10 Visionary Contemporary Artists to Celebrate Black History Month

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Every February, Black History Month celebrates the myriad achievements and contributions of African Americans in the spheres culture, science, business and society. In the visual arts, these influences have been both indelible and spectacularly varied — from the expressive landscapes of Henry Ossawa Tanner, the first African American painter to gain international acclaim in the late 19th century, to the impassioned and symbolic graffiti-scrawls of Jean-Michel Basquiat, whose Untitled, 1982, became the most expensive artwork by an American artist ever sold in 2017. In tribute to these innumerable creative visionaries, we’ve chosen 10 artists whose works have dynamically influenced American contemporary art — click ahead to learn more.

10 Visionary Contemporary Artists to Celebrate Black History Month

  • Jacob Lawrence, Menagerie. Estimate $180,000–250,000.
    Jacob Lawrence was one of preeminent American painters, and social chroniclers, of the 20th century, bringing together narrative painting, coded symbology and layered abstraction to speak to sweeping shifts in black life. The present work was painted in the year the artist and his wife traveled to Nigeria, reveling in the cultural sights and street life there, and reflects the artist’s modernist approach to addressing the nuance of history and lived experience.
  • Faith Ringgold, Two Jemimas, 1997. Estimate $150,000–200,000.
    Artist and activist Faith Ringgold’s practice encompasses a diverse range of media and approaches, although she is perhaps best known for her narrative quilts, which use craft techniques to reframe notions of race and gender. In the present work, Ringgold’s depicts two Jemimas, the advertising characters which play on the racist stereotype of Mammy in American culture, in the modernist mode of Willem de Kooning’s Women, complicating straightforward readings of how these cultural figures can function in visual culture.
  • Sam Gilliam, Leah's Favor. Estimate $180,000–250,000.
    Sam Gilliam is an American abstract painter whose style has shifted through various visual idioms, artistic processes and painterly formats, but has remained steadfastly devoted to color-saturated abstraction. Gilliam pioneered various novel painting forms and techniques, notably his Drape and Beveled Edge paintings, as well as a technique which involves applying diluted pigment on upstretched canvas, folding and creasing the soaked material with his hands in a sequence of virtuosic bodily gestures that allow pigments to infuse into unforeseen chromatic compositions.
  • Robert Colescott, Interior I. Estimate $30,000–40,000.
    Robert Colescott’s body of work takes stock of the complexities of shared culture and history, using humor and wit to delineate the intersections of race, power and representation. The present work reflects the time Colescott spent studying with Fernand Léger in Paris – here Colescott inserts a black presence into an art historically revered Modernist mode.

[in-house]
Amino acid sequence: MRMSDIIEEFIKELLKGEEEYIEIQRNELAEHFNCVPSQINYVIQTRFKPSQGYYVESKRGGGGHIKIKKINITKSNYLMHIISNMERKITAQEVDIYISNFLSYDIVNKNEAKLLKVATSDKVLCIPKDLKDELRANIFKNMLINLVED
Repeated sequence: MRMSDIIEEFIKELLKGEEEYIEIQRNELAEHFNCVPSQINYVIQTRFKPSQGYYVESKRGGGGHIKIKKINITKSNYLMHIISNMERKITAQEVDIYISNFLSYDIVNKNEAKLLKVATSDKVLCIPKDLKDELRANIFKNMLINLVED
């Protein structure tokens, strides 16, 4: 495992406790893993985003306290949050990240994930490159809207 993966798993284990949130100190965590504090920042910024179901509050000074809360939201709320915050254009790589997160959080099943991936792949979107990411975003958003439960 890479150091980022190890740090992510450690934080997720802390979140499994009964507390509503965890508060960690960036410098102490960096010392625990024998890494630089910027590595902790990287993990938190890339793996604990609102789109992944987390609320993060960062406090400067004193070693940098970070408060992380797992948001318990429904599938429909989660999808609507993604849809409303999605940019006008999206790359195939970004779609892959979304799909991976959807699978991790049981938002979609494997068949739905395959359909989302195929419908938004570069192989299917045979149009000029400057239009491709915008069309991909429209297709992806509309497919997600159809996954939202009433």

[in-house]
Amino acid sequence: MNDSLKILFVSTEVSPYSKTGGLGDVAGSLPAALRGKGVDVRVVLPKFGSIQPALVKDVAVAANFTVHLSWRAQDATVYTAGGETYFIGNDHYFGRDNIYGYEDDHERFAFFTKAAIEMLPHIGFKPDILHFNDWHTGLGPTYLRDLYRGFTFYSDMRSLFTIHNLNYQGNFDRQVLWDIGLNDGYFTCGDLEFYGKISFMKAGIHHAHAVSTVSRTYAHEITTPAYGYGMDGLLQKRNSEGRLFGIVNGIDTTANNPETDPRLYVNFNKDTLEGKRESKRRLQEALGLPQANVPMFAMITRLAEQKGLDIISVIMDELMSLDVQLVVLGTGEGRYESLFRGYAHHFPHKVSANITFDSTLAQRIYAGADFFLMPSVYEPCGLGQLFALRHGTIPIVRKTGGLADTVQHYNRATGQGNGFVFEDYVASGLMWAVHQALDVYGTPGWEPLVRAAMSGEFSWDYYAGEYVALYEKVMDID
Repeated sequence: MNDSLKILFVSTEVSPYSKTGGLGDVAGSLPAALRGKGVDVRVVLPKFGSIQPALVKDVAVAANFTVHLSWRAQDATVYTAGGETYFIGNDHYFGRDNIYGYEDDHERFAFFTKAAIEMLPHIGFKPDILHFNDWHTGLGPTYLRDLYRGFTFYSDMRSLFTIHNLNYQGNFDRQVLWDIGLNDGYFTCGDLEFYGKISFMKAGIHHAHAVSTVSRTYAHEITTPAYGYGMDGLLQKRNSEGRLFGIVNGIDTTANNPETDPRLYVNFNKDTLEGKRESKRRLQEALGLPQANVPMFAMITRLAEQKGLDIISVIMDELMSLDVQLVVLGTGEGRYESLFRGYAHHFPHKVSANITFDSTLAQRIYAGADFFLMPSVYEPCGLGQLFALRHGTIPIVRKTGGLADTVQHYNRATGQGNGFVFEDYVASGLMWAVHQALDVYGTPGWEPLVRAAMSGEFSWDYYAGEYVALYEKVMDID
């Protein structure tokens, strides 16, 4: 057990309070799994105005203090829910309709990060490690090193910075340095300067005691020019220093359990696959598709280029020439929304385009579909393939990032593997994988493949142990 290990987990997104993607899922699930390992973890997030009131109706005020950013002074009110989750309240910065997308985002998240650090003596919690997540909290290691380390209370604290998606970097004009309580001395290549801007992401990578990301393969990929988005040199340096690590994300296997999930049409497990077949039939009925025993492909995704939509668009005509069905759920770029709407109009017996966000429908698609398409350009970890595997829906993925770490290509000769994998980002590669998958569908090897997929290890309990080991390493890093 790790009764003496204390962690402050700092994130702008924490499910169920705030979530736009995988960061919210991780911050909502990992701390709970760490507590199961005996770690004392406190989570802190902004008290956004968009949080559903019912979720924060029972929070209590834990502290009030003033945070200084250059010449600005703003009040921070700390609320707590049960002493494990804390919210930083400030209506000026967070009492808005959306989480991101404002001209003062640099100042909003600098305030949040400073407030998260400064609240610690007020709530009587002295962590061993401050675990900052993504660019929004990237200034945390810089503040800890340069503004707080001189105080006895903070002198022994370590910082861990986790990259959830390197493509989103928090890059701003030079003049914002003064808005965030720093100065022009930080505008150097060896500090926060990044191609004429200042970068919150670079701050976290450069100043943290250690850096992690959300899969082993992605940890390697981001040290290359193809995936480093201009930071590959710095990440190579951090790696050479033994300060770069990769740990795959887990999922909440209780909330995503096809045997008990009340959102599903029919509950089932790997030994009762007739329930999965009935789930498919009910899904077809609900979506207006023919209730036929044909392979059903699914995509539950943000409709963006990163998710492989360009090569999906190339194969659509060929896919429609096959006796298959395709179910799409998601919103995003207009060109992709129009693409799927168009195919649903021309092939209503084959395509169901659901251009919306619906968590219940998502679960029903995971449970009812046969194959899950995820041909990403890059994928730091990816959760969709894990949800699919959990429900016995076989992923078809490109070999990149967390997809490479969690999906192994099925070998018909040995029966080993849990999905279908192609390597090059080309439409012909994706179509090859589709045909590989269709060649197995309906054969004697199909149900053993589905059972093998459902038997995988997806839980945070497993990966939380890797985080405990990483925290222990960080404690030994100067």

• Rashid Johnson, Cosmic Slop "Change Of The Century". Estimate $70,000–100,000.
    Rashid Johnson’s body of work spans a wide range of media to address art historical and cultural legacy, by drawing connections between materials, philosophies and conceptual gestures. The present work is composed of black soap, and uses that materiality as a gateway to address African-American experience.
  • Lorna Simpson, Wigs (Portfolio). Estimate $30,000–40,000.
    Lorna Simpson is a conceptual artist whose work is concerned with black female subjectivity, and its relationship to society’s pervading power structures. Wigs is an investigation of conceptions of beauty, and functions as a semiotic device, coalescing in a mosaic visual poetry consisting of consumer products.
  • Kerry James Marshall, Untitled (Painter). Estimate $1,800,000–2,500,00.
    Kerry James Marshall's painting is concerned with the tenets of race and representation in art, using figuration as a vehicle to address the creative sphere and the wider course of history. In the present work, Marshall's subject is the archetypal painter, as well as the act and concept of painting, which are resolved together in one composition through the artist's singular stylistic virtuosity.
  • Henry Taylor, Neighborhood Watch. Estimate $80,000–120,000.
    Henry Taylor’s practice is anchored at the point between intimate portraiture, painterly immediacy, and imagined landscape, rendering compositions which act as both reflections of their sitters and larger assessments of pervading cultural structures.
  • Glenn Ligon, Baldwin #3 (II). Estimate $100,000–150,000.
    Glenn Ligon’s practice spans painting, printmaking, neon sculpture, video, and installation, and explores a complex melding of the visual and textual to invite viewers to contemplate issues of race, sexuality, representation and language. Many of his works draw on rhetorical passages from writers who negotiated the prospects of being black in an oppressively white America, such as James Baldwin, Ralph Ellison and Zora Neale Hurston, bringing to the fore through formal and chromatic complexities the realities of racial visibility.
  • Jack Whitten, Special Checking. Estimate $300,000–500,000.
    For more than five decades, Jack Whitten masterfully explored the formal possibilities and material potentialities of paint and painting, altering the evolution of Western abstraction and establishing his own unique visual language. An exemplar of the artist’s “Slab” paintings, the present work is executed using a “developer,” a floor based tool that spread a layer of paint onto a canvas in a single gesture.

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